It seems like somebody read my previous post about using Gentoo for building embedded-system filesystems as a mission that would increase the complexity of the work for Gentoo, and would waste time for no god reason. And if you look at the post, I do call that bullshit, for a good reason: proper dependencies are not going to increase complexity of either ebuilds nor the work needed by the packager, they are only extensions to the standard procedure.
Let’s take, as example, the zlib package: it’s part of the system set and some people say that this is enough to ignore adding it to the dependencies. Why? Well that’s a very good question: most of the times the reason I’ve been given was to avoid cyclic dependencies, but given zlib has no dependencies itself… Instead, what do we gain, if we actually add it to all the packages that do use it, you have proper reverse-dependency information, which can be used for instance by a much more sophisticated tinderbox to identify which packages need to be rebuilt when one changes.
At the same time, the correct depgraph will be used by Portage to properly order zlib before any other package that do use it is merged; this is quite useful when you broke your system and you need to rebuild everything. And it’s not all, the idea is that you only need to specify dependencies on system packages only for other packages possibly in the system set; the problem is: how can you be certain you’re not in the system set? If you start to consider that pambase can bring gnome in the system set, it’s not really easy, and it’s a moving target as well.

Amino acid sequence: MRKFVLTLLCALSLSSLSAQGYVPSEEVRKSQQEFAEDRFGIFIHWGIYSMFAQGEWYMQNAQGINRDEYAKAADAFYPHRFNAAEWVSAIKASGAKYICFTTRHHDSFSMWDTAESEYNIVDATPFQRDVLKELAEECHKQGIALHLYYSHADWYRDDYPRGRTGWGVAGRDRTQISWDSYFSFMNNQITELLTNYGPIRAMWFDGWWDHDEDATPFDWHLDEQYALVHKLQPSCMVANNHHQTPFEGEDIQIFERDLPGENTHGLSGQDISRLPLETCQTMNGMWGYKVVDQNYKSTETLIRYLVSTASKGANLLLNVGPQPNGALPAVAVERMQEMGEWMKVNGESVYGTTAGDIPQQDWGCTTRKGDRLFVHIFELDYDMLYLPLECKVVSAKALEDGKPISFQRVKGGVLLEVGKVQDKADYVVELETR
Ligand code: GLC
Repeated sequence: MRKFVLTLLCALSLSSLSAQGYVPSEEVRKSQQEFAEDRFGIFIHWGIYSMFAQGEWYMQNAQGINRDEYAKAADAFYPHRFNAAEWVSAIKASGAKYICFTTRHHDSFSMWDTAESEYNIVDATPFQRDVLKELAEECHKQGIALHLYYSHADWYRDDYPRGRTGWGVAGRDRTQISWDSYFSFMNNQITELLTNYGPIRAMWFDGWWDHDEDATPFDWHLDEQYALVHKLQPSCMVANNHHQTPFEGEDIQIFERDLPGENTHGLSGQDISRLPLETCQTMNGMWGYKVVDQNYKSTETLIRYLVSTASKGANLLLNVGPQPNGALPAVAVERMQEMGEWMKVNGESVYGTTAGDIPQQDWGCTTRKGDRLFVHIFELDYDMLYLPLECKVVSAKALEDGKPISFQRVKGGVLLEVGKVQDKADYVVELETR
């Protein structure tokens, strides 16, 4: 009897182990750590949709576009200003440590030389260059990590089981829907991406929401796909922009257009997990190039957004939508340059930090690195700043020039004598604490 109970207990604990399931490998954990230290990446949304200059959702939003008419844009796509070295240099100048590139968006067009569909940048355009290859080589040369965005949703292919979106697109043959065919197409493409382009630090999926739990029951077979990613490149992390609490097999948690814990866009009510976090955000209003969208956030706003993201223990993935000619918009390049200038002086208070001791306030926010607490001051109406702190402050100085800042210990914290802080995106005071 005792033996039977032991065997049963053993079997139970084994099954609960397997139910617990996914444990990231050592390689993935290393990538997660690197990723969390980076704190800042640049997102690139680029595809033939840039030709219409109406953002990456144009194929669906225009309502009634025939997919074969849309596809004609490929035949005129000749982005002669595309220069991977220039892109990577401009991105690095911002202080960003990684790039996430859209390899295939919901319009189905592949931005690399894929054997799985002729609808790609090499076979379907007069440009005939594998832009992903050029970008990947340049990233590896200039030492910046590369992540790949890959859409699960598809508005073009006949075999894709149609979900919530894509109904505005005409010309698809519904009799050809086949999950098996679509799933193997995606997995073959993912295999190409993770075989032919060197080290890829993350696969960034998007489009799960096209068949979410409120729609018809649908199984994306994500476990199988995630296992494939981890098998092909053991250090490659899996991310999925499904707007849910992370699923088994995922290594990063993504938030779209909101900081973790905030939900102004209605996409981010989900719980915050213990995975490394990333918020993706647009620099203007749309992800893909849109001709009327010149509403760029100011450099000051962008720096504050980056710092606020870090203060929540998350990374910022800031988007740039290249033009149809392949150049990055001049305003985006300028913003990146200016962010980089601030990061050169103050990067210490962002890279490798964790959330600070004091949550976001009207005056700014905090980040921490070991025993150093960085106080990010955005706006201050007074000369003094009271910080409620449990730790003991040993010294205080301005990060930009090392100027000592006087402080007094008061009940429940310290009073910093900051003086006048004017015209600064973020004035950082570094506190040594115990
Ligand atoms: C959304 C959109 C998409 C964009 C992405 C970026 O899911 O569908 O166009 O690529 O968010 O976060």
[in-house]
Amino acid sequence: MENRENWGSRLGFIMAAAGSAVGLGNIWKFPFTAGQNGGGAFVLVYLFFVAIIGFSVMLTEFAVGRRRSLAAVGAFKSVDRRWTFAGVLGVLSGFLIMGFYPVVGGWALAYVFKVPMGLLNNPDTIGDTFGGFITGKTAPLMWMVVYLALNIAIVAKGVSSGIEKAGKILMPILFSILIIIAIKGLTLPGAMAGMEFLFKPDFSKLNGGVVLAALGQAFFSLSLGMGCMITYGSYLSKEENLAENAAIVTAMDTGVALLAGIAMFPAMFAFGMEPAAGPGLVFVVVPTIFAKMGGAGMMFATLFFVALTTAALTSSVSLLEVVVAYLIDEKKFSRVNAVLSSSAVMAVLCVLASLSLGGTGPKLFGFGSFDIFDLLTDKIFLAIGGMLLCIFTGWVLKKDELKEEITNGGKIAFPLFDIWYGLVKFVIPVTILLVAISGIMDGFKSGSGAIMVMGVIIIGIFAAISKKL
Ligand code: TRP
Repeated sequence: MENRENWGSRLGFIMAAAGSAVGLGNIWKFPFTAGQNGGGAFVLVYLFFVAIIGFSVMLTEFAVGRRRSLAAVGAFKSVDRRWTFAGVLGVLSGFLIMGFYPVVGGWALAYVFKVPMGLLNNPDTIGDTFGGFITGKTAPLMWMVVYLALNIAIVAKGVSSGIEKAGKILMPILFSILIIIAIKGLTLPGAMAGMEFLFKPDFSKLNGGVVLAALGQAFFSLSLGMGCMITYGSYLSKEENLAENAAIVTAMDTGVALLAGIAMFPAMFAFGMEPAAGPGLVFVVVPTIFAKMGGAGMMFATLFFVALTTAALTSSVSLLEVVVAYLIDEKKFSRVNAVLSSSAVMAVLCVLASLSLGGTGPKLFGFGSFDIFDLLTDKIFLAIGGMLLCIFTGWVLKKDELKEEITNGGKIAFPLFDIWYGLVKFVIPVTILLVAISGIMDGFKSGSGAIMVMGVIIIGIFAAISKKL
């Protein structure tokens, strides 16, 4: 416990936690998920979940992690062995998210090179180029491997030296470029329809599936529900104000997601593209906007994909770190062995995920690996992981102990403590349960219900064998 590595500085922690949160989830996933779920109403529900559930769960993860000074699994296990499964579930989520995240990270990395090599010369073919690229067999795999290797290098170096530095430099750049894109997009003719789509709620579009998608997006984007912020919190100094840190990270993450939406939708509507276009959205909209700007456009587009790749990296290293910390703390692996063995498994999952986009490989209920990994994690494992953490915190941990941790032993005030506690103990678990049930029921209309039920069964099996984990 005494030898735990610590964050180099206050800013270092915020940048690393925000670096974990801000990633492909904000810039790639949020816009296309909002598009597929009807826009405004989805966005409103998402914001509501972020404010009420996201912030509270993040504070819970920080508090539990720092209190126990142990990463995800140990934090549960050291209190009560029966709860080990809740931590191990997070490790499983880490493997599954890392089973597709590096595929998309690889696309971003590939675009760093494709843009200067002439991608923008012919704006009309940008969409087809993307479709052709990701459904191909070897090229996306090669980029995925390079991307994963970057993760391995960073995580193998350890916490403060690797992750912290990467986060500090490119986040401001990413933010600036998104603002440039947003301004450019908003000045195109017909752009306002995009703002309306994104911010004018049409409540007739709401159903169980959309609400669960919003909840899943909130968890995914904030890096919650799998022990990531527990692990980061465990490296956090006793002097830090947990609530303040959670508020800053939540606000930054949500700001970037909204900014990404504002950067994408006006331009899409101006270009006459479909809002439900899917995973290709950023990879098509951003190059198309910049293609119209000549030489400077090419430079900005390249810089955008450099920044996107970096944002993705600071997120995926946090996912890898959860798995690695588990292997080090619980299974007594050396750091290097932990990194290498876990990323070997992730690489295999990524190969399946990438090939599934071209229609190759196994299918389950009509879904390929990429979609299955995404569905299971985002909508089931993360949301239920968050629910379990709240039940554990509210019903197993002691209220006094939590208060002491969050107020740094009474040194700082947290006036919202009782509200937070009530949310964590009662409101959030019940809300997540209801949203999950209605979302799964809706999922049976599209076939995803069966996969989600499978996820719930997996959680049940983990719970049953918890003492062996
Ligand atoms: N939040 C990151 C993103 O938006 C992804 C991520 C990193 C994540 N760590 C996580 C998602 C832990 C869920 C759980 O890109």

So I beg to differ regarding complexity: if you simply follow the rule if it uses foo, it depends on foo the complexity will be reduced over time rather than increased: you don’t have to check whether foo and your package are in system set or not. The only two packages that QA approves of not depending upon are the C library and the compiler: all the rest has to be depended upon properly.
And in respect of the already-noted bug with distutils eclass: the same problem exists for other eclasses like apache, webapp and java, that would add their own dependencies by default… but have an explicit way to disable the dependencies and the code or tie them to an USE flag. You know, that is not complexity; that is a properly-designed eclass.